A missing Belarusian activist has been found dead in a park in the Ukrainian capital Kiev, police said, adding they have opened a murder investigation.

In a statement, police said Belarusian citizen Vitaly Shishov, had gone missing in Kiev yesterday, was found today in a park, not far from where he lived.

Mr Shishov, who ran the Belarusian House in Kiev, was reported missing by his partner after failing to return from a jog.

He was the head of an organisation that helps Belarusians who fled abroad.

Vitaly Shishov

Friends of Mr Shishov said he had been followed by "strangers" while jogging recently, according to human rights organisation Vyasna.

Police and volunteers had mounted a search of the area where he went running but had failed to locate him, Belarusian House said.

The park is not far from Vitaly Shishov's home

It comes as Belarusian athlete Krystsina Tsimanouskaya said she was forced to withdraw from the Tokyo Olympics and threatened with forced repatriation for criticising her athletics federation on social media.

The sprinter, who has been granted a humanitarian visa by Poland, said she feared being jailed if she returned to Belarus.

Her husband Arseny Zdanevich said he had fled from Belarus to Ukraine and was hoping to join his wife "in the near future".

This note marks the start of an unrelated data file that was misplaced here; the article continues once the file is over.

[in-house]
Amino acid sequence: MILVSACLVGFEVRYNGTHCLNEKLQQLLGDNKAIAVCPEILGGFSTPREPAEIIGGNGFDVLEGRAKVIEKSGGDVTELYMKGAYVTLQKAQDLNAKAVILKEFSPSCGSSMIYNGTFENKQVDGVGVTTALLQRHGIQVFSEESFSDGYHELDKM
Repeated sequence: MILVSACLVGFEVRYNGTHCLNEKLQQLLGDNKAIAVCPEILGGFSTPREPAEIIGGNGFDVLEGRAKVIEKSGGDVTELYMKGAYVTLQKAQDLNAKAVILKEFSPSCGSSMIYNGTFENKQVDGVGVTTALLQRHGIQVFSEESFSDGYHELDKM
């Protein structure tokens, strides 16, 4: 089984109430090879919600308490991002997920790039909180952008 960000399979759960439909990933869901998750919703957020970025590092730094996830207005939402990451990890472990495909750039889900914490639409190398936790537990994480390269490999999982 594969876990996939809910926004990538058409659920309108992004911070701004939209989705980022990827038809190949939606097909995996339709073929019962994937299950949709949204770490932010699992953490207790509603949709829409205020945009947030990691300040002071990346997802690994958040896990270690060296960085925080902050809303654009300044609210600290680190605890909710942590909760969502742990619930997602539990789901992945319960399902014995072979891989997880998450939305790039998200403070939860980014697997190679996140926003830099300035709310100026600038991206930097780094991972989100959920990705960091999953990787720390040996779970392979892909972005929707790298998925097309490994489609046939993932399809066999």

Ukraine is in contact with Mr Zdanevich, according to its Foreign Minister Dmytro Kuleba.

"We provide the necessary assistance during his stay in Ukraine and will do everything to make him feel safe, even in spite of the shocking news," Mr Kuleba said in a tweet, apparently referring to the death of Mr Shishov.

Many Belarusians have fled, often to neighbouring Ukraine, Poland and Lithuania, as President Alexander Lukashenko's regime has cracked down on any form of dissent since mass protests erupted after disputed elections last year.

Mr Lukashenko, who has ruled the former Soviet republic with an iron fist since 1994, and his son Viktor have been banned from Olympic events over the targeting of athletes for their political views.

The president sparked international outrage in May by dispatching a fighter jet to intercept a Ryanair plane flying from Greece to Lithuania in order to arrest a dissident on board.

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Belarusian opposition leader Sviatlana Tsikhanouskaya said a non-violent transition to democracy from President Lukashenko's "hell" is possible in the country.

"I absolutely believe in a non-violent transition of power," the 38-year-old former teacher and blogger, who is in exile in Lithuania, told the Reuters news agency.

"We want this hell finished as soon as possible in our country.

"When we put enough pressure on the regime there will be no other way out"

"I really believe Belarus can be a success story of a peaceful transition of power," Ms Tsikhanouskaya added.

Sviatlana Tsikhanouskaya met Boris Johnson in Downing Street

Ms Tsikhanouskaya held talks on human rights issues with British Prime Minister Boris Johnson and Foreign Secretary Dominic Raab in London today.

Mr Johnson told her the UK was "very much on your side" and "committed to supporting human rights and civil society in Belarus".

Ms Tsikhanouskaya said she understood she could "disappear at any moment", but added if this happened, the "movement" she had started "will continue without me".